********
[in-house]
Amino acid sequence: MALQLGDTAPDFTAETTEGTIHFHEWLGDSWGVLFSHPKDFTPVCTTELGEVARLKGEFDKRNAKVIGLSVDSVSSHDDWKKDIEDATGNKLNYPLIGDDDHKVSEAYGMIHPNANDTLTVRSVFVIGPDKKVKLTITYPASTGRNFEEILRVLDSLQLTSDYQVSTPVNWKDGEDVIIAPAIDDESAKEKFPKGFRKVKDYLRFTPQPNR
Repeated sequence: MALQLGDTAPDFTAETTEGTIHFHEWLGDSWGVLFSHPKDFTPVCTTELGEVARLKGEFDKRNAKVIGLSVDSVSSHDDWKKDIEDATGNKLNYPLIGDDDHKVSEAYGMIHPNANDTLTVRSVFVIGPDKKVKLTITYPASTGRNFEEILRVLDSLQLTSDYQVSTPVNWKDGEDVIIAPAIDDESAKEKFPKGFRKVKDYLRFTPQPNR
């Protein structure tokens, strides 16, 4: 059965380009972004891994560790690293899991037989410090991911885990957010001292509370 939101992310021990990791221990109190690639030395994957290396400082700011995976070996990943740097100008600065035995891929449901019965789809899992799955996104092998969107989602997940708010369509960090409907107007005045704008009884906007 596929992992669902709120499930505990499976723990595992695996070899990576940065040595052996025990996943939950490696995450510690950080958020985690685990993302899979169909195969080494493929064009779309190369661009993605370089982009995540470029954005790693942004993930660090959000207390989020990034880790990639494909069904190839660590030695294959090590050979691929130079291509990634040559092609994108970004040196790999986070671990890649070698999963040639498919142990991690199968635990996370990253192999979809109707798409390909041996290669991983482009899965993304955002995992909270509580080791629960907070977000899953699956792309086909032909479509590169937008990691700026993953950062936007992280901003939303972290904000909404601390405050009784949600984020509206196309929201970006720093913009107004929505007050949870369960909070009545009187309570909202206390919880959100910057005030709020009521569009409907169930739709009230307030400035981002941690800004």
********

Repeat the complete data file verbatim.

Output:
[in-house]
Amino acid sequence: MALQLGDTAPDFTAETTEGTIHFHEWLGDSWGVLFSHPKDFTPVCTTELGEVARLKGEFDKRNAKVIGLSVDSVSSHDDWKKDIEDATGNKLNYPLIGDDDHKVSEAYGMIHPNANDTLTVRSVFVIGPDKKVKLTITYPASTGRNFEEILRVLDSLQLTSDYQVSTPVNWKDGEDVIIAPAIDDESAKEKFPKGFRKVKDYLRFTPQPNR
Repeated sequence: MALQLGDTAPDFTAETTEGTIHFHEWLGDSWGVLFSHPKDFTPVCTTELGEVARLKGEFDKRNAKVIGLSVDSVSSHDDWKKDIEDATGNKLNYPLIGDDDHKVSEAYGMIHPNANDTLTVRSVFVIGPDKKVKLTITYPASTGRNFEEILRVLDSLQLTSDYQVSTPVNWKDGEDVIIAPAIDDESAKEKFPKGFRKVKDYLRFTPQPNR
């Protein structure tokens, strides 16, 4: 059965380009972004891994560790690293899991037989410090991911885990957010001292509370 939101992310021990990791221990109190690639030395994957290396400082700011995976070996990943740097100008600065035995891929449901019965789809899992799955996104092998969107989602997940708010369509960090409907107007005045704008009884906007 596929992992669902709120499930505990499976723990595992695996070899990576940065040595052996025990996943939950490696995450510690950080958020985690685990993302899979169909195969080494493929064009779309190369661009993605370089982009995540470029954005790693942004993930660090959000207390989020990034880790990639494909069904190839660590030695294959090590050979691929130079291509990634040559092609994108970004040196790999986070671990890649070698999963040639498919142990991690199968635990996370990253192999979809109707798409390909041996290669991983482009899965993304955002995992909270509580080791629960907070977000899953699956792309086909032909479509590169937008990691700026993953950062936007992280901003939303972290904000909404601390405050009784949600984020509206196309929201970006720093913009107004929505007050949870369960909070009545009187309570909202206390919880959100910057005030709020009521569009409907169930739709009230307030400035981002941690800004």